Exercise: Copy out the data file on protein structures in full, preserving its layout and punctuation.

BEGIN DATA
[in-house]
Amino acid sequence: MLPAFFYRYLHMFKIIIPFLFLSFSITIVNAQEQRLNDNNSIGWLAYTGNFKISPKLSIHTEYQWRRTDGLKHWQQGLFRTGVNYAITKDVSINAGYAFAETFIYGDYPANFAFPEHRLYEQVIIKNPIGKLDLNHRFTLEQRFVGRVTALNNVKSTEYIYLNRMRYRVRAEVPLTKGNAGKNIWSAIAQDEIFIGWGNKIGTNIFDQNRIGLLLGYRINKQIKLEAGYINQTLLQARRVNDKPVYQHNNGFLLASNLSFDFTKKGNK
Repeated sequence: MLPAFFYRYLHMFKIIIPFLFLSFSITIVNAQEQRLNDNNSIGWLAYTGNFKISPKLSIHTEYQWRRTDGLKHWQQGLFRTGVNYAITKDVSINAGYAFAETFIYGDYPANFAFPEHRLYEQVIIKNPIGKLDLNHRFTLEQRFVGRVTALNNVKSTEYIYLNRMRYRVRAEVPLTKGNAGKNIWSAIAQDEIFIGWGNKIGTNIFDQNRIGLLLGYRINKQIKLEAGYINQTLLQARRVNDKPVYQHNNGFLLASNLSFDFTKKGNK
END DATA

[in-house]
Amino acid sequence: MLPAFFYRYLHMFKIIIPFLFLSFSITIVNAQEQRLNDNNSIGWLAYTGNFKISPKLSIHTEYQWRRTDGLKHWQQGLFRTGVNYAITKDVSINAGYAFAETFIYGDYPANFAFPEHRLYEQVIIKNPIGKLDLNHRFTLEQRFVGRVTALNNVKSTEYIYLNRMRYRVRAEVPLTKGNAGKNIWSAIAQDEIFIGWGNKIGTNIFDQNRIGLLLGYRINKQIKLEAGYINQTLLQARRVNDKPVYQHNNGFLLASNLSFDFTKKGNK
Repeated sequence: MLPAFFYRYLHMFKIIIPFLFLSFSITIVNAQEQRLNDNNSIGWLAYTGNFKISPKLSIHTEYQWRRTDGLKHWQQGLFRTGVNYAITKDVSINAGYAFAETFIYGDYPANFAFPEHRLYEQVIIKNPIGKLDLNHRFTLEQRFVGRVTALNNVKSTEYIYLNRMRYRVRAEVPLTKGNAGKNIWSAIAQDEIFIGWGNKIGTNIFDQNRIGLLLGYRINKQIKLEAGYINQTLLQARRVNDKPVYQHNNGFLLASNLSFDFTKKGNK